The man known as the father of the Art Furniture Movement passed away on January 20th. Wendell Castle was a sculptor and furniture designer whose work is in numerous museum permanent collections, including the Nelson-Atkins Museum of Art and the Belger Arts Center. While his renown was international, his roots were right here in our area. He was born in Emporia, Kansas and was a student at the University of Kansas.
The Kansas City area has produced or nurtured many fine artisans and I hope I can pay tribute to many of them. I think many of us are unaware of all the many contributions our artists make.
Did you know there is a stunning example of Castle’s work at Brook Beatty Park in Leawood called “Faith“. Here is a video of this commissioned bench courtesy of John Sleezer @kcstar.com https://www.kansascity.com/entertainment/article195860369.html
Nelson-Atkins Museum Of Art
The piece that is included in the Nelson-Atkins Museum of Art collection is called “Black Widow“. It is a seductive three-legged fiberglass chair that should be seen. I think the form and color live up to the name.
Belger Arts Center
The Belger Arts Center hosted an exhibit ‘Wendell Castle in the 21st Century’ honoring “one of America’s most revered Artist / Designers”. The show featured more that a dozen works including pieces made with his ground-breaking woodwork, alongside stainless steel and polychromed fiberglass.
Laura Spencer at KCUR interviewed Castle at the time of the Belger show. You can read the article and / or listen to the interview on the KCUR Arts Podcast.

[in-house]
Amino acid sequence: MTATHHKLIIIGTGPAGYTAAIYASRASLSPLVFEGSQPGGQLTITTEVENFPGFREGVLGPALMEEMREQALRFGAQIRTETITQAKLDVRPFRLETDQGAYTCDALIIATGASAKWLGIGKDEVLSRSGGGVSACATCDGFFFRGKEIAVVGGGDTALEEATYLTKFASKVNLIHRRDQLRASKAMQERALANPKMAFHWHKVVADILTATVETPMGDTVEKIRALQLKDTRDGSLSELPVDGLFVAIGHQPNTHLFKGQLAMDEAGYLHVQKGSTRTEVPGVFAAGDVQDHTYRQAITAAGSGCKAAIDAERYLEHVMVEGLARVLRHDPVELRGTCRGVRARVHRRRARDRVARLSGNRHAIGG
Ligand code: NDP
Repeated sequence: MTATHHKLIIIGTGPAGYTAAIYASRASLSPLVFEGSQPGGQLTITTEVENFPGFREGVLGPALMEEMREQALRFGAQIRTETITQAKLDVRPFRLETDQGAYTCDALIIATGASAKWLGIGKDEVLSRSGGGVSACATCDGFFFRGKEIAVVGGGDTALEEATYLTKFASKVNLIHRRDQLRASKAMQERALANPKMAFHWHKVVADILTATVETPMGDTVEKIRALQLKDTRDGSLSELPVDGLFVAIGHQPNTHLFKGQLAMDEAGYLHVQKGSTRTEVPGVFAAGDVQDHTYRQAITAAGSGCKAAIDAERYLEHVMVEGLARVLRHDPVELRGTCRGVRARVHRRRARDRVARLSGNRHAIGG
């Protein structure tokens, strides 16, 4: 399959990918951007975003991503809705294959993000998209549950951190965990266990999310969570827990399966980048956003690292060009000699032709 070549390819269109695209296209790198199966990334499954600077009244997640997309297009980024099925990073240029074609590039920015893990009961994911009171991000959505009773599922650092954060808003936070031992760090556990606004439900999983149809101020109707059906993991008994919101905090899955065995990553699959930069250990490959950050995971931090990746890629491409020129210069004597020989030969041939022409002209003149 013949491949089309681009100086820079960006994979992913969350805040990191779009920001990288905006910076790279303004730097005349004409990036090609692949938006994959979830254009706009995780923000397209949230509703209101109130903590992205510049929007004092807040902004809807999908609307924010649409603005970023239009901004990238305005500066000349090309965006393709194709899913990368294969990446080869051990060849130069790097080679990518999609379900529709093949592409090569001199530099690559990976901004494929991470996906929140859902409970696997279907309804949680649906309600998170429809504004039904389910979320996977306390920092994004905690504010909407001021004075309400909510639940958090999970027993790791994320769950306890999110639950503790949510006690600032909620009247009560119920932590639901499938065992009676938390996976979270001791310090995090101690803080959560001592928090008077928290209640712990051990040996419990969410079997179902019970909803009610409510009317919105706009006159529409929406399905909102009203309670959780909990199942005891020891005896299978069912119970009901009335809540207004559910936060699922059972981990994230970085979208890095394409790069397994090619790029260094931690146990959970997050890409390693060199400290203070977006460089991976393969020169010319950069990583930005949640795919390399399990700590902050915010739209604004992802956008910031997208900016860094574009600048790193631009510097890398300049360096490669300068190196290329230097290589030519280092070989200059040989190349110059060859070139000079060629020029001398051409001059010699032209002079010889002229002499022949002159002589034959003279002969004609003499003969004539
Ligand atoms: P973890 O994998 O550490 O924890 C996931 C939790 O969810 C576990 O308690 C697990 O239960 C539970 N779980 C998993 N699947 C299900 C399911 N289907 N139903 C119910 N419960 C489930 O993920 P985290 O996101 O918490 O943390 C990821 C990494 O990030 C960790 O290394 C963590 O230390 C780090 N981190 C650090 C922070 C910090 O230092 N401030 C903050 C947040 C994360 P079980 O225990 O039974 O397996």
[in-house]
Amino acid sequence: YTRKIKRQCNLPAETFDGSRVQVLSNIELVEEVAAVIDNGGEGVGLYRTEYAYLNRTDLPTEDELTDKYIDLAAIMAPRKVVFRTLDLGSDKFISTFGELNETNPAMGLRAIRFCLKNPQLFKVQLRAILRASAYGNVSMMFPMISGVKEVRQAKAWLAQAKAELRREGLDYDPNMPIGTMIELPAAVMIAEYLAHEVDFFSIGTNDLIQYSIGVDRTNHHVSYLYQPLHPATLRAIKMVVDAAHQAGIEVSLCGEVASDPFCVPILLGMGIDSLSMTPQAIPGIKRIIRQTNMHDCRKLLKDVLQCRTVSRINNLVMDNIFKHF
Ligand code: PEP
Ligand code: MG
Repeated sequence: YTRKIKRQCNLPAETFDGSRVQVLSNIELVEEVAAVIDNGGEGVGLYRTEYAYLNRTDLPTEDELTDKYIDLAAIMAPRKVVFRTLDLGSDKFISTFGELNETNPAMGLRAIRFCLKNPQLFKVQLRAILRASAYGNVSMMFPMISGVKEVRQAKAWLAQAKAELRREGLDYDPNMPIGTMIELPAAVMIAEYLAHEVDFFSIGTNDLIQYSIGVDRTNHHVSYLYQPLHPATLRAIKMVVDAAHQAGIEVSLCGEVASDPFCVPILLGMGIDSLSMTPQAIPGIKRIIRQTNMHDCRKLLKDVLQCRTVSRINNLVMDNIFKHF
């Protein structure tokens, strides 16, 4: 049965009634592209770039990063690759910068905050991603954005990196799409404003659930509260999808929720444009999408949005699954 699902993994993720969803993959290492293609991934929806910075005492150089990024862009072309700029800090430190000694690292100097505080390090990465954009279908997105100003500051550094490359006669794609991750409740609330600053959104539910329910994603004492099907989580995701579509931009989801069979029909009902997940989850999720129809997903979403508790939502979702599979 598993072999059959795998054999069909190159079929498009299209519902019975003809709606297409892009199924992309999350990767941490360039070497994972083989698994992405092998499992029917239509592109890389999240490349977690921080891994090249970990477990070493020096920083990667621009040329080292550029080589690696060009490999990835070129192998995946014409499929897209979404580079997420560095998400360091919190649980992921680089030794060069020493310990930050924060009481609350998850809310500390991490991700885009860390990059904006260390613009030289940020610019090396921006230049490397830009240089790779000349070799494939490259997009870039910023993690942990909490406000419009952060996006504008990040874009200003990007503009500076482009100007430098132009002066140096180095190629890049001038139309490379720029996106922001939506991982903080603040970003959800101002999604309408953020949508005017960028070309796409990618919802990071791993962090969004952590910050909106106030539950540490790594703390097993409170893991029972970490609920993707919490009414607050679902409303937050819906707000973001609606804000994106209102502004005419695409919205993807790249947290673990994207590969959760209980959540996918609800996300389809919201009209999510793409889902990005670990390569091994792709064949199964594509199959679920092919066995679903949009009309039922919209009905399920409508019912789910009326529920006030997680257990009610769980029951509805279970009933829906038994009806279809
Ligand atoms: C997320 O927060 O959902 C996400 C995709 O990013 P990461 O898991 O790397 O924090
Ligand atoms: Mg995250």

If you think you might like to own one of Castle’s creations, check out Retro Inferno in Kansas City. Rod Parks, owner and modern furniture super-star can show you examples of Castle’s genius. At last check, you can see them on the Retro Inferno website.
Wendell Castle From Craft to Icon
Wendell Castle was credited for blurring the lines between aesthetic and function. He said early in his career, there was a show that resulted in zero sales. “At that time, there was no field thought of as ‘design’.” His early audience thought of him as a craft woodworker. He said art galleries would not show work that they thought of as having a “use”. It has been said that Wendell Castle will forever be remembered as “the man who changed the way we view contemporary furniture in America“.
12 Adopted Rules of Thumb
Finally, Wendell Castle said he abided by Twelve Adopted Rules of Thumb. These were aphorisms he wrote that guided his practice. Funny, I can only find 10 of them. Anyway, here they are:
1. If you’re in love with an idea, you are no judge of its beauty or value.
2. It is difficult to see the whole picture when you are inside the
3. After learning the tricks of the trade, don’t think you know the
4. We hear and apprehend what we already know.
5. The dog that stays on the porch will find no bones.
6. Never state a problem to yourself in the same terms it was brought to you.
7. If it’s offbeat or surprising, it’s probably useful.
8. If you do not expect the unexpected, you will not find it.
9. Don’t get too serious.
10. If you hit the bull’s eye every time, the target is too close.
Please let me know if you can share the missing 2 Rules Of Thumb.
Kansas City is rich in its Art Scene. I hope to blog about many more of our regional art stars and doing what I can to support KC Arts!
Remembering Wendell Castle,
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